Today we’re reading Titus 2.
Self-control is a key theme of this chapter. Older men are to be taught to have it (v. 2), older women are commanded to teach it to younger women (v. 5) and Titus was to encourage young men to be self-controlled as well (v. 6). Why all this emphasis on self-control?
One reason is that a lack of self-control feels good. It is always easier and more fun to eat an entire pizza or cake than it is to eat one modest slice–or none at all. The same is true when buying clothes or cars, expressing your opinion, or venting your frustration and anger. And we haven’t even talked about intoxicants or sexual activity. These–and other–things promise an immediate hit of pleasure and they usually deliver, at least at first. Self-control is hard when pleasure is easy. We all struggle with it at times and in various aspects of our lives.
Verses 11-12 told us that it is God’s grace in salvation that teaches us “to live self-controlled, upright, and godly lives in this present age.” Self-control is part of the fruit of the Spirit (Gal 5:22-23). The Holy Spirit makes us desire to be self-controlled as does the gospel (again, here in Titus 2:11-12). Desiring self-control, however, doesn’t make exercising self-control easier. That’s why it is something that has to be taught (vv. 2, 4), encouraged (v. 6) and modeled (v. 7).
Do you have an area in your life where you need to work on self-control? Have you sought out someone who is self-controlled to help you, just as Titus was to help the older and younger men and older women were to help the younger women?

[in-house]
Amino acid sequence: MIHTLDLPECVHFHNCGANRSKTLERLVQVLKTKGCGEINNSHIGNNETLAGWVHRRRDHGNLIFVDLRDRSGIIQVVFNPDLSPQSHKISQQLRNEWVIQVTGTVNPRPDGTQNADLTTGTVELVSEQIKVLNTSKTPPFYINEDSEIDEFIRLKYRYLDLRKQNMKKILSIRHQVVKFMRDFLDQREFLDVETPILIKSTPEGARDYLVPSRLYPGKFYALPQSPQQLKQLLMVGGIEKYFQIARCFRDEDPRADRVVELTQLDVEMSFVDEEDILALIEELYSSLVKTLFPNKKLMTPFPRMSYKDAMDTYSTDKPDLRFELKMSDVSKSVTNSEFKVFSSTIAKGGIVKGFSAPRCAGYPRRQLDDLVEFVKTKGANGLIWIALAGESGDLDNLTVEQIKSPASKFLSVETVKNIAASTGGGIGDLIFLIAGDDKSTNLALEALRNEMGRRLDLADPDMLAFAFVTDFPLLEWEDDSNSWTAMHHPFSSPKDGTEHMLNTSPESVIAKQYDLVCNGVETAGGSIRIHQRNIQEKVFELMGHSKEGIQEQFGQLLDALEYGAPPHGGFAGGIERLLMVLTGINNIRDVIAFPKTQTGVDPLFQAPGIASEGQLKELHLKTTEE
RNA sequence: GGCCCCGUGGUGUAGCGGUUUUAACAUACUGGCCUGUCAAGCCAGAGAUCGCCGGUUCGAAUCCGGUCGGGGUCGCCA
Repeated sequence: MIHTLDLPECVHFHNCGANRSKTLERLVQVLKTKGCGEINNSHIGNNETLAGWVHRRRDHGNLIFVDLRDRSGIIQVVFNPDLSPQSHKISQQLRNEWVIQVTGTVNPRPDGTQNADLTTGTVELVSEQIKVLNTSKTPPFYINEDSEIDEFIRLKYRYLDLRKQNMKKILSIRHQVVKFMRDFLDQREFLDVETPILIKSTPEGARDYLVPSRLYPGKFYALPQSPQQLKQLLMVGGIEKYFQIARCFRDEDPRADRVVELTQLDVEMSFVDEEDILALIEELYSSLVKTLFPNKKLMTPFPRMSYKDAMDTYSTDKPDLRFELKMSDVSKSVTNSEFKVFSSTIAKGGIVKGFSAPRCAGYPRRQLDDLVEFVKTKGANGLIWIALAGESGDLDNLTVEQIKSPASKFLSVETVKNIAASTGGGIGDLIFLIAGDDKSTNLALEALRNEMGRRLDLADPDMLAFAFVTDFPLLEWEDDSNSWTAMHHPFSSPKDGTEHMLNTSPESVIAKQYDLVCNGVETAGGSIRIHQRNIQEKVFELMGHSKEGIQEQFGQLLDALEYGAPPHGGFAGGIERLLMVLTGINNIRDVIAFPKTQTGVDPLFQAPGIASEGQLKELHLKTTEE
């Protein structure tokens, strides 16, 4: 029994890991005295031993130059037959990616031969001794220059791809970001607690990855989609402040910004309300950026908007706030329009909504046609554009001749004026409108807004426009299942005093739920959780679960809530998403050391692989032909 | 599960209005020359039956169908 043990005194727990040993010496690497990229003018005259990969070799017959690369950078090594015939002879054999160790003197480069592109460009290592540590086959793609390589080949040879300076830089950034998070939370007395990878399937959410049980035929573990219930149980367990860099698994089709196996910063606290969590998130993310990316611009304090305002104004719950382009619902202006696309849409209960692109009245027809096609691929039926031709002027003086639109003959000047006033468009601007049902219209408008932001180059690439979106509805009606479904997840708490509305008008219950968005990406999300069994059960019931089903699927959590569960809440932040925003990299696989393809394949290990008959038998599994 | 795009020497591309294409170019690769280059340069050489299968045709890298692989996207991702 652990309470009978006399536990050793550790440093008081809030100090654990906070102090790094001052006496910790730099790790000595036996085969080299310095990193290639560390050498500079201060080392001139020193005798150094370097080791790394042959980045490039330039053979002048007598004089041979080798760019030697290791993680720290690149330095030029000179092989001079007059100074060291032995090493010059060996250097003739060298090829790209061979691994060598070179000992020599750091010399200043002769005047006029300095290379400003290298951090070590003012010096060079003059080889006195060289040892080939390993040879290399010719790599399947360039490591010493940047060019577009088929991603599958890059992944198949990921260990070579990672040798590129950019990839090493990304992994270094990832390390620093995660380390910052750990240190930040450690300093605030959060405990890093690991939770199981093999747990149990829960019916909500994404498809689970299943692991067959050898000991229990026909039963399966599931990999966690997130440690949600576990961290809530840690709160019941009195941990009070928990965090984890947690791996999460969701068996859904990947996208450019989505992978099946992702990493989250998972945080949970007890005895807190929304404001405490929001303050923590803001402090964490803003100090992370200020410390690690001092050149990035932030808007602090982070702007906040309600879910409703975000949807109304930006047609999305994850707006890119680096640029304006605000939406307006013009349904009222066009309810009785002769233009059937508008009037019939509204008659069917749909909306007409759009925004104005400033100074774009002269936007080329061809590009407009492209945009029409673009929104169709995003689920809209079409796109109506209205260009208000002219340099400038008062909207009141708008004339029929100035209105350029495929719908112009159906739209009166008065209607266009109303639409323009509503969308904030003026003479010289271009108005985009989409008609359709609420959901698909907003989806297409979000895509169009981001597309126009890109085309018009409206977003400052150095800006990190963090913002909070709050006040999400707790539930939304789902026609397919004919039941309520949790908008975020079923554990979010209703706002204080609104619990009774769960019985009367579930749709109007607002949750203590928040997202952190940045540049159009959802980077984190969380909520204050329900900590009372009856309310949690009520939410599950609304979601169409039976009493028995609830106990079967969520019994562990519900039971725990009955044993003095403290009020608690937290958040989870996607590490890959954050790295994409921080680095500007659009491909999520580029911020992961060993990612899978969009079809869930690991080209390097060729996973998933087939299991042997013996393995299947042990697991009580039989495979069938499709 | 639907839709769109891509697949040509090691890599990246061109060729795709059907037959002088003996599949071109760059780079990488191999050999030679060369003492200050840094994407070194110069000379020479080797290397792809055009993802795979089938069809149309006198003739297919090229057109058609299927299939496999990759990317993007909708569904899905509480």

Honestly, a lot of self-control can be learned by modeling, as Paul commanded Titus to do in verse 7. Would Jesus click on that link? Would Paul order another round of beers in this situation? Would John MacArthur (or John Piper or whoever) take a hit from that bong? While we don’t worship men and women as idols or slavishly copy them, we do follow the example of others as they follow the Lord. When we wonder if it would be OK to indulge in something, it can be helpful to ask ourselves if someone we respect in the Lord would do it. In those situations we are not subjecting ourselves to someone else’s morality; we are learning self-control by following “an example [of] what is good.” So consider where you need to learn more self-control, trust God’s power and teaching on that, then look for other believers who can coach you, guide you, and model it for you.
If you’re following the schedule, you should read these chapters today: Leviticus 27, Psalm 34, Ecclesiastes 10, Titus 2. Click on any of those references to see all the passages in one long page on BibleGateway. If you can’t do all the readings today, read Titus 2.